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Know Your Teeth - Infobites - Why Is Oral Health Important for Women? -- Search By Keyword, Letter or Phrase - 1-877-2X-A-YEAR (1-877-292-9327)
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from the Academy of General Dentistry


Saturday, June 23, 2018
Know Your Teeth Academy of General Dentistry Know Your Teeth

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Nutrition - Adults

Coffee and Doughnuts: A Disastrous Combo for Teeth?


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The sugars in doughnuts have been identified as a risk factor for gum inflammation and cavities.



Learn what those dental words mean.

Check out how your teeth and mouth change in every stage of life.

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Why Is Oral Health Important for Women?

 
Chapter: Stages of Women's Oral Health

Puberty: The surge in hormones that occurs during puberty may cause swollen gums, especially during menstruation. Mouth sores also can develop. Girls may experience sensitive gums that react more to irritants.

Oral contraceptives: Oral contraceptives mimic pregnancy because they contain progesterone or estrogen. Therefore gingivitis may occur with long-term use. Women who use birth control pills are twice as likely to develop dry socket (a complication of tooth extraction) and should consult their dentist before scheduling major dental procedures.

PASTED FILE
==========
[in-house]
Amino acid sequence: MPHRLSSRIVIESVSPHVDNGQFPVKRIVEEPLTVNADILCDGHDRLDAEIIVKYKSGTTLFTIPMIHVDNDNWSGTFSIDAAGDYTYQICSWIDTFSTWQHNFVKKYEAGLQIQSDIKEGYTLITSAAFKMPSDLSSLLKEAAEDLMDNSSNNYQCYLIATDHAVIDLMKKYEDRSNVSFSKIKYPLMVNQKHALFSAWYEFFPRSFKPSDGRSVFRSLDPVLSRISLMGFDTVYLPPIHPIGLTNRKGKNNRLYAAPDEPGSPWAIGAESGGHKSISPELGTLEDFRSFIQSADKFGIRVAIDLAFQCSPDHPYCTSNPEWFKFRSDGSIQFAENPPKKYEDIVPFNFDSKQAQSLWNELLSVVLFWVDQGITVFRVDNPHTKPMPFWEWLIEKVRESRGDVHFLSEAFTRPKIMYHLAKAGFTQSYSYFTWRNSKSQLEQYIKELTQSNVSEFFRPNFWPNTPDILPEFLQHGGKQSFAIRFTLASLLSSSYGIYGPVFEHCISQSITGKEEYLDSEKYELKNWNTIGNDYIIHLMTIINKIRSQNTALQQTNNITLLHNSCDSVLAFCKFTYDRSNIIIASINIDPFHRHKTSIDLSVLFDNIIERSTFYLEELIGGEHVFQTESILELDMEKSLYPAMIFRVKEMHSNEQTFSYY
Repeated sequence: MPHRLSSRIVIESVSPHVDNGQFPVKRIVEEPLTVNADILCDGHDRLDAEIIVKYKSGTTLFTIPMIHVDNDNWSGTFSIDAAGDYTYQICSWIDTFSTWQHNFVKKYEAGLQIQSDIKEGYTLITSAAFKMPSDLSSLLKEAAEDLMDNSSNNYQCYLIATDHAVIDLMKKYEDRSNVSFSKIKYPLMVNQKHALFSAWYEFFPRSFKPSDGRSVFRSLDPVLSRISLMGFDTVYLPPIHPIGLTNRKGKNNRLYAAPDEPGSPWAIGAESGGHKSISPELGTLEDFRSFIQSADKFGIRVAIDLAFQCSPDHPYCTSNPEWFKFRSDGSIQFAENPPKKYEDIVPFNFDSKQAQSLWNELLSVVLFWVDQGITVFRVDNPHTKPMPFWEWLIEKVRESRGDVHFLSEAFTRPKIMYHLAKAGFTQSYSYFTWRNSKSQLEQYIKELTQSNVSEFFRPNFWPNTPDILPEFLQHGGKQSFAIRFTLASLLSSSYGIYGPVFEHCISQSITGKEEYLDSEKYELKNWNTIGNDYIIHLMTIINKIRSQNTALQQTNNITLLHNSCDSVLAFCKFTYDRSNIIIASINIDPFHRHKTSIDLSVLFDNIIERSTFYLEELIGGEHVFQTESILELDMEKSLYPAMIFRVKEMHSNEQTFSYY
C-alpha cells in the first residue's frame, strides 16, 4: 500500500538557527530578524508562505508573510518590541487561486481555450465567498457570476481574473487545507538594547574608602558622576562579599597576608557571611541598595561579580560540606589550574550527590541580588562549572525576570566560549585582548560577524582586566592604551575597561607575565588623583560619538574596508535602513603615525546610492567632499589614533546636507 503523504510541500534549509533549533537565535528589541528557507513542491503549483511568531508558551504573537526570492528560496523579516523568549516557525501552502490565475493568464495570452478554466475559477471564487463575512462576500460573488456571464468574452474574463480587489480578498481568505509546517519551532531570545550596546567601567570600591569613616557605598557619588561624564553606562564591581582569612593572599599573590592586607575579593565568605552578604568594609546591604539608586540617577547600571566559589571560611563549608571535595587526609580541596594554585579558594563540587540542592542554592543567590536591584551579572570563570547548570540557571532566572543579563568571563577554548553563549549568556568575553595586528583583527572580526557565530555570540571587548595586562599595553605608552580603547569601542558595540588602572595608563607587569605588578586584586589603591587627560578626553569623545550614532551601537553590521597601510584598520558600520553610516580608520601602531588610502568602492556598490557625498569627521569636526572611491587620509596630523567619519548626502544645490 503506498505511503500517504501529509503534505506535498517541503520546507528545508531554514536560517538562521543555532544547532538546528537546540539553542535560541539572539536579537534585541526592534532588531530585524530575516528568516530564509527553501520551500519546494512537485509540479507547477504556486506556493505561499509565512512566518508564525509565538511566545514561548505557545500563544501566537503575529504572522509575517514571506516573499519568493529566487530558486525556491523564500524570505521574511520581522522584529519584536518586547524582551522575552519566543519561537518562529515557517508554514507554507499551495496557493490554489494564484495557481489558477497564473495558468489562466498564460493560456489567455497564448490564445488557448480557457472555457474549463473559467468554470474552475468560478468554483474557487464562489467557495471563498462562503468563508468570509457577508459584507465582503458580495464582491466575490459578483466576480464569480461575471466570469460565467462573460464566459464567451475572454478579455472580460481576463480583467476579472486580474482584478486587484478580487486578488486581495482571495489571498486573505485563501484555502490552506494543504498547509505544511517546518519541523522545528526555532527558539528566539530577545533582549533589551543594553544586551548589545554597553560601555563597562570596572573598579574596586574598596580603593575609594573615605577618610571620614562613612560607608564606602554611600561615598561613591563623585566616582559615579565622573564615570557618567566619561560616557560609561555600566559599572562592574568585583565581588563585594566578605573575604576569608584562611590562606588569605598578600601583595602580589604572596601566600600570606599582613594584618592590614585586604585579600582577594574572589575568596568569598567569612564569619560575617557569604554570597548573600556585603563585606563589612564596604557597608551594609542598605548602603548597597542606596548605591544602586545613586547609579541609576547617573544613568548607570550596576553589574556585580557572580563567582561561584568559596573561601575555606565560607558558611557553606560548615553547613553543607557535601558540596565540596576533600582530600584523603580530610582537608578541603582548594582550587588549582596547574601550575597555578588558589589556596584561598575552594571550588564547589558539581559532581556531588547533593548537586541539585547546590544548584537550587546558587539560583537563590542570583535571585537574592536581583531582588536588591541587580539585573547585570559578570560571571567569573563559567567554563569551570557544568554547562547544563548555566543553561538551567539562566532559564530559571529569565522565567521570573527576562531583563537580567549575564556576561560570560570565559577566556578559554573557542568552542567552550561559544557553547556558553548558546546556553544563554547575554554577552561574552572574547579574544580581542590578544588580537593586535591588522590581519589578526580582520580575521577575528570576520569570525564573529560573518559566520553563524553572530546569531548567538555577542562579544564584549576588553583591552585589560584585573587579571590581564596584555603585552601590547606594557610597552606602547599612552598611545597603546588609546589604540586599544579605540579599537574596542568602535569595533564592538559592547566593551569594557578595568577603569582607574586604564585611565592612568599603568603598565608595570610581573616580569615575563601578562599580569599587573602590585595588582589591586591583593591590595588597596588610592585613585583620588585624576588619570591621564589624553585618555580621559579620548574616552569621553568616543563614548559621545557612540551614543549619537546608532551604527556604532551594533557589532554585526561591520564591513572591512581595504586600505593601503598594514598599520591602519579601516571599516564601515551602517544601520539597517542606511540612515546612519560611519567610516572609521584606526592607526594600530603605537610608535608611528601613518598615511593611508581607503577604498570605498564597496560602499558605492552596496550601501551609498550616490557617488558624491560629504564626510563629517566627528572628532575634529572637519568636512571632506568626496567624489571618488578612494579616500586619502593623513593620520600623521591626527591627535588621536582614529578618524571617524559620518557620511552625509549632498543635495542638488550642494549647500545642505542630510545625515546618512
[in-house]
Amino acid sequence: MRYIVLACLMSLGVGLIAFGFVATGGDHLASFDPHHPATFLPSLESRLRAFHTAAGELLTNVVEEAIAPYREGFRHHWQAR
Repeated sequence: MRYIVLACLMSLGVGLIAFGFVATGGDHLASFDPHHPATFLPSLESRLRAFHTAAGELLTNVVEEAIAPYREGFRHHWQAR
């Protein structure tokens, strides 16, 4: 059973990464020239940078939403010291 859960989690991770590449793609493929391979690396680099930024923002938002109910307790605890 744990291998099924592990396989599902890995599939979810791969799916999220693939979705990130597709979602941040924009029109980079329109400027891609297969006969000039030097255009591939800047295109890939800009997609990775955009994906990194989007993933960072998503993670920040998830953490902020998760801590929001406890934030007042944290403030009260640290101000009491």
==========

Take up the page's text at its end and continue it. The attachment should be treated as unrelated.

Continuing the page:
Pregnancy: Pregnant women have a risk for increased inflammation of the gums because of the surge in estrogen and progesterone. If irritating plaque isn't removed, it can cause gingivitis - red, swollen, tender gums that are more likely to bleed. In some cases, large lumps called pregnancy tumors - inflammatory, non-cancerous growths that develop when swollen gums react strongly to irritants, can develop. Usually these tumors shrink soon after the pregnancy is over. Women with periodontal disease may be at risk for preterm, low birthweight babies. If a women experiences morning sickness, it is important to neutralize the acid caused by vomiting, which causes tooth erosion. Patients can use a paste made of baking soda and water, rubbing it on the teeth. After 30 seconds, rinse off the paste, then brush and floss. If this is not possible, rinse with water.

Menopause: During menopause, some women can experience dry mouth, a burning sensation and changes in taste. Gums can become sore and sensitive.

Other factors: Diet pills and certain medications (over-the-counter and prescriptions) can decrease salivary flow, which puts patients at risk for cavities, gum disease and discomfort. Patients with eating disorders, such as bulimia (self-induced vomiting) can't hide their symptoms from their dentists because the episodes of binging and purging cause erosion on the backside of the upper front teeth. (An additional sign is sores that appear at the corners of the mouth.) Smoking also creates a higher risk for periodontal disease.
  
Reviewed: January 2012